Red Sox: If Buchholz Prevails, Porcello Gets A Rematch
It’s gut-check time for the Boston Red Sox. If they win Game 3 of the ALDS vs. the Cleveland Indians, Rick Porcello will try to redeem himself in Game 4.
If needed, the official Red Sox website has Game 4 featuring Game 1’s pitching matchup of Trevor Bauer for Cleveland against Porcello. That’s a big if, judging by how the first two games have gone in this playoff series.
However, it’s not as big a stretch to see the Red Sox tying the series up and heading back to Cleveland for a Game 5 rubber match. The rubber boots and the tarp that had to cover Boston’s cathedral of baseball were possible signs of that miracle. By the raining falling from the heavens yesterday, Clay Buchholz‘s first playoff game since 2013 was postponed to tonight. Not only do the Red Sox seem to save their best performances for night games in Fenway Park, the rain also saved Buchholz from the distractions.
Much of the media was reporting about the fact that Tom Brady, the beloved football quarterback of the New England Patriots, was returning from his suspension to play the Cleveland Browns in Cleveland. The NFL game was to take place just before the Red Sox playoff game in Boston, splitting Bostonians’ attentions on a day that Buchholz would have to concentrate more than ever. With much of his game being a mental one, Buchholz could ill-afford any distraction, let alone a monumental one to the fans, who would be buzzing to talk to each other about Brady’s prodigal return.
The other saving grace is the fact that Porcello, a 2016 Cy Young Award candidate, would have another opportunity to show why he won 22 regular season games and was considered one of the best comeback stories of the year.
The chances that Porcello redeems himself to the good graces of Red Sox Nation are pretty high. When reflecting back on Game 1, Porcello did get hit around Cleveland’s field, but only for a bit. It was enough to lose the game, killing any momentum that the Red Sox would have in the game; however, most of the damage came in one bad frame: the bottom of the third inning.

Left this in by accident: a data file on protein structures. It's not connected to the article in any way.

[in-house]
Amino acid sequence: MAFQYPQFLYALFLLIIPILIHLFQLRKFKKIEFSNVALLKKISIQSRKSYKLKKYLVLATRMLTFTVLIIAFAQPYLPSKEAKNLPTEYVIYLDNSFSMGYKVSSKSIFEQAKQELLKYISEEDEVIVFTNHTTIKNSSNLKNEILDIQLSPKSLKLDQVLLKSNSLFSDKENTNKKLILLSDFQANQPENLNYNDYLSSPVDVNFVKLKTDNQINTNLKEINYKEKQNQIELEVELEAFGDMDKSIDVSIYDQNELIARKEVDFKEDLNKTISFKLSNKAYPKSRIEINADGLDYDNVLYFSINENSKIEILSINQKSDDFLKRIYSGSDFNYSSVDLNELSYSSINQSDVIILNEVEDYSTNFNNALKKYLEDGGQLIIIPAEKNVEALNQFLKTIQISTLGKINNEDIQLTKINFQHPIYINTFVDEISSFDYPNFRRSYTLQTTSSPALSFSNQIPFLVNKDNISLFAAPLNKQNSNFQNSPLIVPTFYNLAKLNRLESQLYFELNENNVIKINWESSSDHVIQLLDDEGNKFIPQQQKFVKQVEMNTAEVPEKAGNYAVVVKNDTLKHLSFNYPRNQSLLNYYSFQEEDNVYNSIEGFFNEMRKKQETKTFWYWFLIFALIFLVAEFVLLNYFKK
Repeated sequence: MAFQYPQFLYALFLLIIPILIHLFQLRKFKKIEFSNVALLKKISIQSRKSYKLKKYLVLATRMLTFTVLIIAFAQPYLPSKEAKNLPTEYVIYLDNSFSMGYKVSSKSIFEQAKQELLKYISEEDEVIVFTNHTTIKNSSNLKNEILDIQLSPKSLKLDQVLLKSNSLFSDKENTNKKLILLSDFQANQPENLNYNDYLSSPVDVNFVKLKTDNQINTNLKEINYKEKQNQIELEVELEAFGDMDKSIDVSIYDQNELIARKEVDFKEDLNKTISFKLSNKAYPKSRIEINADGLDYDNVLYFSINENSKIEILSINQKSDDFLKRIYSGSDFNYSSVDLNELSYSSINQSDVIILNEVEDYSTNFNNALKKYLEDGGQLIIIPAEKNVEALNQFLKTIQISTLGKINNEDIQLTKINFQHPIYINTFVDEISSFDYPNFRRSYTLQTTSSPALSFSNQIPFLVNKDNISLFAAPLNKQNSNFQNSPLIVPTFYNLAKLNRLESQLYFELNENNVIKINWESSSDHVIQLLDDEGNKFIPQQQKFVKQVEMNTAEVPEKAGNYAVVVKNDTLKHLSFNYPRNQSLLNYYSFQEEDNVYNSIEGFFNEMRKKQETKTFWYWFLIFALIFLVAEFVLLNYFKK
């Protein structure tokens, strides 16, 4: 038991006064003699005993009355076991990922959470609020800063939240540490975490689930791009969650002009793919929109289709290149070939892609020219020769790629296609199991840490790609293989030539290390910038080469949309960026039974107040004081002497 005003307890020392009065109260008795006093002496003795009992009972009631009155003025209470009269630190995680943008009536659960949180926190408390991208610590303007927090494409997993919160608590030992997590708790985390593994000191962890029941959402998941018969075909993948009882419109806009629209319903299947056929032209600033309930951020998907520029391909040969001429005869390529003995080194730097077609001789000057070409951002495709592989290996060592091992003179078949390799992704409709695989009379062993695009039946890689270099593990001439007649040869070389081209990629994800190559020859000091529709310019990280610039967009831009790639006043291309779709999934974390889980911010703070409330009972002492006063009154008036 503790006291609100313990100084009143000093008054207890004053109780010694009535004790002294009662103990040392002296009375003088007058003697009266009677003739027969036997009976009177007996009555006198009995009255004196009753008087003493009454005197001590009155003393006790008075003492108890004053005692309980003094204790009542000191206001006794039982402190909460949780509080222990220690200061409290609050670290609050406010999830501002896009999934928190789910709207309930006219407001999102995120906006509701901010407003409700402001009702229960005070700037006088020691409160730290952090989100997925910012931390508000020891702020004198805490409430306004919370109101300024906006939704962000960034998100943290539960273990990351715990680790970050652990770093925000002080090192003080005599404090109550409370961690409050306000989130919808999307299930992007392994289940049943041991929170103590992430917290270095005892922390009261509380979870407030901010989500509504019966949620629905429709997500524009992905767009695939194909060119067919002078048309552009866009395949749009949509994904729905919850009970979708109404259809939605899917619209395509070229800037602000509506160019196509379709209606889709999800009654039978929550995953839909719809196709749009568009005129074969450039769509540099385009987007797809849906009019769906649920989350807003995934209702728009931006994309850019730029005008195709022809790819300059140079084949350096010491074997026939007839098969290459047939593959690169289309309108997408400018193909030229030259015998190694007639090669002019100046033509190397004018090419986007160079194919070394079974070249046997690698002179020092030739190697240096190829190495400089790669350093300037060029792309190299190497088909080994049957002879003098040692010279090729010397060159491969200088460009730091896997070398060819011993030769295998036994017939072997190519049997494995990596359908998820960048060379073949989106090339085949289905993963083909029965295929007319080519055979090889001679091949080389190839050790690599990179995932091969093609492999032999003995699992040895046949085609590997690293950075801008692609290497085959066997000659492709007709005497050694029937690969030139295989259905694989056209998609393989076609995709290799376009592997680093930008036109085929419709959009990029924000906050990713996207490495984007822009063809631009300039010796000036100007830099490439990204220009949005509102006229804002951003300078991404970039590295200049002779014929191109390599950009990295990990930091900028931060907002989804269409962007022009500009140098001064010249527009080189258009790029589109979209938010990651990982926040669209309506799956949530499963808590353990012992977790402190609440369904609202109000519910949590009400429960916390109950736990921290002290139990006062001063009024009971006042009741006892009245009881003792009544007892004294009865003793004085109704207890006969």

The Red Sox actually had the lead after the first inning, 1-0. Porcello, after hitting leadoff man Carlos Santana with the second pitch of the game, struck out the next three batters on only 11 pitches. The Indians scored in the second inning off of a double and a single, but the side was quickly retired after that, by some stellar defense. The same defense that will be behind Buchholz tonight. Three bad pitch placements in the third inning was all that it took for Cleveland to take a 4-2 lead, but it’s not like it was some insurmountable lead, especially against the Red Sox, the MLB leaders in offense for the year.
Porcello’s fourth and fifth frames were also not the disaster people may remember, either. The fourth inning was a quick one, retiring the side in order. The fifth inning saw a run recorded on Porcello’s final line only because Drew Pomeranz, who came in relief, had some troubles of his own and couldn’t keep Porcello’s last base runner from being cashed into home plate.
Each time Cleveland scored, Boston did respond with a score of its own; it just wasn’t enough to dig Porcello out of the hole. Yet, the hole itself was not as deep as some dejected fans have felt that it was. Cleveland only had three runners in scoring position the entire game, leaving five men on base. The Red Sox had nine runners in scoring position, but they could only cash in two of them, the same as their opponents.
The Red Sox left six men on base, suggesting that the timely hitting that the team had in the same situations in the regular season was the real let-down. Boston hit .283 with runners in scoring position, ranking them second in the major leagues while scoring the most runs in that category: 639.
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The heart of Cleveland’s order did get some hits, but most of the damage was done by Jason Kipnis, going 3-for-4 with two RBIs and a run scored from his solo home run. The three home runs in the third inning can be prevented, if Porcello learned from his mistakes well enough to pitch better in Game 4. That is, if there’s going to be a Game 4. If Buchholz can keep himself in check mentally, the Red Sox bats will have to feel it in their guts that it’s their turn to step up to the plate and help the team. If that happens, Porcello will have the chance to do what he’s done all year: win baseball games.